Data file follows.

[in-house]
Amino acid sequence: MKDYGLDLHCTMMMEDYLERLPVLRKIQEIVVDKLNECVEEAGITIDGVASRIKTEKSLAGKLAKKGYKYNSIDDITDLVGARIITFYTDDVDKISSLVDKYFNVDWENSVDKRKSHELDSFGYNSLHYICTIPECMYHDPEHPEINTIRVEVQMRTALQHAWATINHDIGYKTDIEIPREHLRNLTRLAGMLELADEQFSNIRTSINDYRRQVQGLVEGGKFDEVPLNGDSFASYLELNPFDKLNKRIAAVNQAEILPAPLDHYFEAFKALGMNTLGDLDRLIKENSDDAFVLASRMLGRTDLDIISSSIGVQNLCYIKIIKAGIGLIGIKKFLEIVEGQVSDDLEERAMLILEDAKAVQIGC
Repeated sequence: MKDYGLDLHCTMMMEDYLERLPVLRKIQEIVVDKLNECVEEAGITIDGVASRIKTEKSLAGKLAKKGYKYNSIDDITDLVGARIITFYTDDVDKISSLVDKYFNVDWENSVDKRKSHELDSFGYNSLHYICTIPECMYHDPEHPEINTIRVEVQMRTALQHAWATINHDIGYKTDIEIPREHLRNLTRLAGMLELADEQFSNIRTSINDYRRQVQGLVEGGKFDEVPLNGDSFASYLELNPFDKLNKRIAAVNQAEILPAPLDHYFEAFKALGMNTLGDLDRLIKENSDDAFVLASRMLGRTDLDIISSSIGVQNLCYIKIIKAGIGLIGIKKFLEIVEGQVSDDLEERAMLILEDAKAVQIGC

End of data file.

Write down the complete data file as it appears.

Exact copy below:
[in-house]
Amino acid sequence: MKDYGLDLHCTMMMEDYLERLPVLRKIQEIVVDKLNECVEEAGITIDGVASRIKTEKSLAGKLAKKGYKYNSIDDITDLVGARIITFYTDDVDKISSLVDKYFNVDWENSVDKRKSHELDSFGYNSLHYICTIPECMYHDPEHPEINTIRVEVQMRTALQHAWATINHDIGYKTDIEIPREHLRNLTRLAGMLELADEQFSNIRTSINDYRRQVQGLVEGGKFDEVPLNGDSFASYLELNPFDKLNKRIAAVNQAEILPAPLDHYFEAFKALGMNTLGDLDRLIKENSDDAFVLASRMLGRTDLDIISSSIGVQNLCYIKIIKAGIGLIGIKKFLEIVEGQVSDDLEERAMLILEDAKAVQIGC
Repeated sequence: MKDYGLDLHCTMMMEDYLERLPVLRKIQEIVVDKLNECVEEAGITIDGVASRIKTEKSLAGKLAKKGYKYNSIDDITDLVGARIITFYTDDVDKISSLVDKYFNVDWENSVDKRKSHELDSFGYNSLHYICTIPECMYHDPEHPEINTIRVEVQMRTALQHAWATINHDIGYKTDIEIPREHLRNLTRLAGMLELADEQFSNIRTSINDYRRQVQGLVEGGKFDEVPLNGDSFASYLELNPFDKLNKRIAAVNQAEILPAPLDHYFEAFKALGMNTLGDLDRLIKENSDDAFVLASRMLGRTDLDIISSSIGVQNLCYIKIIKAGIGLIGIKKFLEIVEGQVSDDLEERAMLILEDAKAVQIGC